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Article in New York Times, April 3, 2010

Atheists’ Collection Plate, With Religious Inspiration


Four or five Sundays in 2005, his own atheism notwithstanding, Dale McGowan took his family into the neo-Gothic grandeur of St. Mark’s Episcopal Cathedral in Minneapolis on a kind of skeptic’s field trip.

Mr. McGowan went because he wanted his three young children to have “religious literacy.” He went because his mother-in-law, Barbara Maples, belonged to the congregation. He went because, as a college professor with a fondness for weekend sweatpants, church gave him the rare chance to wear the ties she invariably gave him for his birthday.

Something else began to strike Mr. McGowan on those visits. He listened to the vicar preach about ministering to the poor, and he learned that the cathedral helped to sponsor a weekly dinner for the homeless. Most importantly, he watched as the collection plate moved through the pews and as his mother-in-law, who volunteered at those dinners, dropped in her offering.

All those details added up to a nonbeliever’s revelation. The theology and the voluntarism and the philanthropy, Mr. McGowan came to realize, were part of a greater whole, a commitment to charity as part of religious practice. And on that practice, this atheist felt lacking. To put it in church slang, he was convicted.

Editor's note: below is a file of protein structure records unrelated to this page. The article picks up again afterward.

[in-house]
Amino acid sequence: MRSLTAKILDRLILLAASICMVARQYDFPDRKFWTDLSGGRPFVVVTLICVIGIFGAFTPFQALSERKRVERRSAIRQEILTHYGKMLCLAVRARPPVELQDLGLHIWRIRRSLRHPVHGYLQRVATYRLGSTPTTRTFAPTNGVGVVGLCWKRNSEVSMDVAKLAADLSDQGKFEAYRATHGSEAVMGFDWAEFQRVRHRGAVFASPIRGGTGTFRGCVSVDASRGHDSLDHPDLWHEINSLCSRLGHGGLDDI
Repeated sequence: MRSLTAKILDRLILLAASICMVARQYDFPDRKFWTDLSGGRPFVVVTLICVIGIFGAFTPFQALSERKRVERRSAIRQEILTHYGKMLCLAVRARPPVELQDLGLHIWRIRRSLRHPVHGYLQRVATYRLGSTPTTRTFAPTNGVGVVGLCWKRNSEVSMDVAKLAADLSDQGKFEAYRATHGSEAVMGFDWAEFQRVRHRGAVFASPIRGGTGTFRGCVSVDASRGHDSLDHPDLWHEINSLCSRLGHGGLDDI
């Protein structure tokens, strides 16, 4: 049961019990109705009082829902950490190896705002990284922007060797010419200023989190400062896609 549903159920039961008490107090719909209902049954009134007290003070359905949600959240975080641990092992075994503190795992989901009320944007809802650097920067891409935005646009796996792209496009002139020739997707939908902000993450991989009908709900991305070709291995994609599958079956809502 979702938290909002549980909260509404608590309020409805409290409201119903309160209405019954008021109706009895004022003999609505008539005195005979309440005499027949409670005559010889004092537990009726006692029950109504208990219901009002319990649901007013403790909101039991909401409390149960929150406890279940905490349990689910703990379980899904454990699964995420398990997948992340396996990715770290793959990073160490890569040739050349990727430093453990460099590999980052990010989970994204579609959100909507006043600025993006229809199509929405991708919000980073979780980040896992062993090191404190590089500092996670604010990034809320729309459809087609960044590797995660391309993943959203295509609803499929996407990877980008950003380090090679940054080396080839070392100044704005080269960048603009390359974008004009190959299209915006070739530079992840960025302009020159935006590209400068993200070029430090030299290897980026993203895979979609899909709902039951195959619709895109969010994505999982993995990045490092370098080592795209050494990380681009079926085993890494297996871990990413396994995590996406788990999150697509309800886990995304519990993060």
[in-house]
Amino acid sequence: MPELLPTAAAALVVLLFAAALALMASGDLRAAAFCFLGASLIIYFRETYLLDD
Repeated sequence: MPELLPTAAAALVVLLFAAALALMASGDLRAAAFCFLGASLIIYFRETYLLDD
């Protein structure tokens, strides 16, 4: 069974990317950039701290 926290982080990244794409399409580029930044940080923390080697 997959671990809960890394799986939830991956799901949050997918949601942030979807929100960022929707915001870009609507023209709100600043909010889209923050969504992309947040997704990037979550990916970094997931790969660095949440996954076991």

Rather than adopt faith, however, Mr. McGowan set out to emulate it, or at least its culture of giving. He set out to, in effect, create the atheist’s collection plate. By now, five years later, that impulse has taken the form of a nonprofit foundation that solicits donations from atheists and bundles them into contributions to organizations in fields like public health, environmentalism, gay rights and refugee aid.

Within the next week or so, Mr. McGowan expects to cut checks for a total of $12,025, the first benefits collected and disbursed by the Foundation Beyond Belief. The foundation has 316 donors who each have committed to contributing $5 to $250 per month — a system of regular giving that is modeled on the Christian tradition of paying weekly tithes.

“I don’t want to just be about negating somebody else,” Mr. McGowan, 47, said in a recent interview at his current home in suburban Atlanta. “And there are a lot of atheists who don’t want to be always fighting the culture wars. We need a positive expression of our values and a sense of community.”

The message has already found followers. Ingo Soeding, a 43-year-old management consultant in Chicago, first discovered Mr. McGowan on as the author of several books on raising [children without religion]. Mr. Soeding now is donating $50 a month to the Foundation Beyond Belief.

“I like the regularity of it,” Mr. Soeding said in a recent telephone interview. “My wife and I get several requests a year from friends doing marathons or walks for charities. Or something like Haiti happens. And, of course, we support them. But that’s reactive. We wanted something more conscious, more deliberative.”

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